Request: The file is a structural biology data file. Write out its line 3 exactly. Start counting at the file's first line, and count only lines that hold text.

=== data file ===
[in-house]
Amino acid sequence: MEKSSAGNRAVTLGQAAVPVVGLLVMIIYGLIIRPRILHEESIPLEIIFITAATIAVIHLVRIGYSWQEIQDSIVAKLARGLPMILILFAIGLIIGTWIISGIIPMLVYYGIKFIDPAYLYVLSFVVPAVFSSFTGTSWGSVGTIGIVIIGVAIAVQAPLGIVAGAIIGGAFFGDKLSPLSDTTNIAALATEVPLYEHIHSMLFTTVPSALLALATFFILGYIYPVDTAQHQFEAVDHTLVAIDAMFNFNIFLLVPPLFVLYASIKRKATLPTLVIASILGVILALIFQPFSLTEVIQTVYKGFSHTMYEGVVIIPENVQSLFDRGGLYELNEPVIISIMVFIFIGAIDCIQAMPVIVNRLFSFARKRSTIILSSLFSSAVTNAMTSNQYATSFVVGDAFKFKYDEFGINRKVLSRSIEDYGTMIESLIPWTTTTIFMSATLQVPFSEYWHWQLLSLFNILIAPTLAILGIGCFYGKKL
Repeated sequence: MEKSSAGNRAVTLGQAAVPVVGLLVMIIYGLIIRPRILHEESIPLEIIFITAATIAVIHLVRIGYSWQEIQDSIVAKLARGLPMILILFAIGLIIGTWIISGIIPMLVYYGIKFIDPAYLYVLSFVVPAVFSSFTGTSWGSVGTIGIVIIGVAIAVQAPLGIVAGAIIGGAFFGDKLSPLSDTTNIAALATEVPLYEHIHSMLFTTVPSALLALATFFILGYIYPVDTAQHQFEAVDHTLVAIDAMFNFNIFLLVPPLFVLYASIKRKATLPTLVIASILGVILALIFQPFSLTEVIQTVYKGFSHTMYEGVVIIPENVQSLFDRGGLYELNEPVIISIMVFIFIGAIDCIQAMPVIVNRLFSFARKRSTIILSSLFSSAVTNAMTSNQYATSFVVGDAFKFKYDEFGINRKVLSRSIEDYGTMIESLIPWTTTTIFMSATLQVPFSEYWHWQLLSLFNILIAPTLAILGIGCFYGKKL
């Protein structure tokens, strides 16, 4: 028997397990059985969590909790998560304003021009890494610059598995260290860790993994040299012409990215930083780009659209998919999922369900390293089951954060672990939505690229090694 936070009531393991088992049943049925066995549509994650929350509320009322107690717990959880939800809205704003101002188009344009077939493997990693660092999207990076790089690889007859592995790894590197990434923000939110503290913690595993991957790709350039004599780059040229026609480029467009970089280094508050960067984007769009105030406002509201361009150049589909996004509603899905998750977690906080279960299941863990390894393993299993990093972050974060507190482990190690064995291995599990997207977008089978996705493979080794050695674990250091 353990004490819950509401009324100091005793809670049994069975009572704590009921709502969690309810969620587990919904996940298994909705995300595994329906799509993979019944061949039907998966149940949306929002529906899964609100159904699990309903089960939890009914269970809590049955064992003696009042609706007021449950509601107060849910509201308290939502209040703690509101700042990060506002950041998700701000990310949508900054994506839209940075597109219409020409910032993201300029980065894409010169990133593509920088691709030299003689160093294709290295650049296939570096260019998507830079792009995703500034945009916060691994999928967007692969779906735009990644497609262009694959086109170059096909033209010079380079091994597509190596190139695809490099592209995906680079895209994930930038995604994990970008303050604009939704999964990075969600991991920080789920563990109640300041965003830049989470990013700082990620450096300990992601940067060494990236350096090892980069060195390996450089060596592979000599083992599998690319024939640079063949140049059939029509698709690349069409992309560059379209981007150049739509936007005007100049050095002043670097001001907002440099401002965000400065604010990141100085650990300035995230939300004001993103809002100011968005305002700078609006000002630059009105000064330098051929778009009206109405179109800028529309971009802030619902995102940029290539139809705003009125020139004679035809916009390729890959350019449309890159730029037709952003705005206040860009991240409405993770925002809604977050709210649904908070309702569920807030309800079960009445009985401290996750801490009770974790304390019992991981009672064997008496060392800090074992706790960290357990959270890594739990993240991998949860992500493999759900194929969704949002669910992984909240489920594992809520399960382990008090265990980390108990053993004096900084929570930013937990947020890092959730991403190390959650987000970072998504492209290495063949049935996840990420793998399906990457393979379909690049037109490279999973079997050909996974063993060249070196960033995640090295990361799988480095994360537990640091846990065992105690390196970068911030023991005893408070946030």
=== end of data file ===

Repeated sequence: MEKSSAGNRAVTLGQAAVPVVGLLVMIIYGLIIRPRILHEESIPLEIIFITAATIAVIHLVRIGYSWQEIQDSIVAKLARGLPMILILFAIGLIIGTWIISGIIPMLVYYGIKFIDPAYLYVLSFVVPAVFSSFTGTSWGSVGTIGIVIIGVAIAVQAPLGIVAGAIIGGAFFGDKLSPLSDTTNIAALATEVPLYEHIHSMLFTTVPSALLALATFFILGYIYPVDTAQHQFEAVDHTLVAIDAMFNFNIFLLVPPLFVLYASIKRKATLPTLVIASILGVILALIFQPFSLTEVIQTVYKGFSHTMYEGVVIIPENVQSLFDRGGLYELNEPVIISIMVFIFIGAIDCIQAMPVIVNRLFSFARKRSTIILSSLFSSAVTNAMTSNQYATSFVVGDAFKFKYDEFGINRKVLSRSIEDYGTMIESLIPWTTTTIFMSATLQVPFSEYWHWQLLSLFNILIAPTLAILGIGCFYGKKL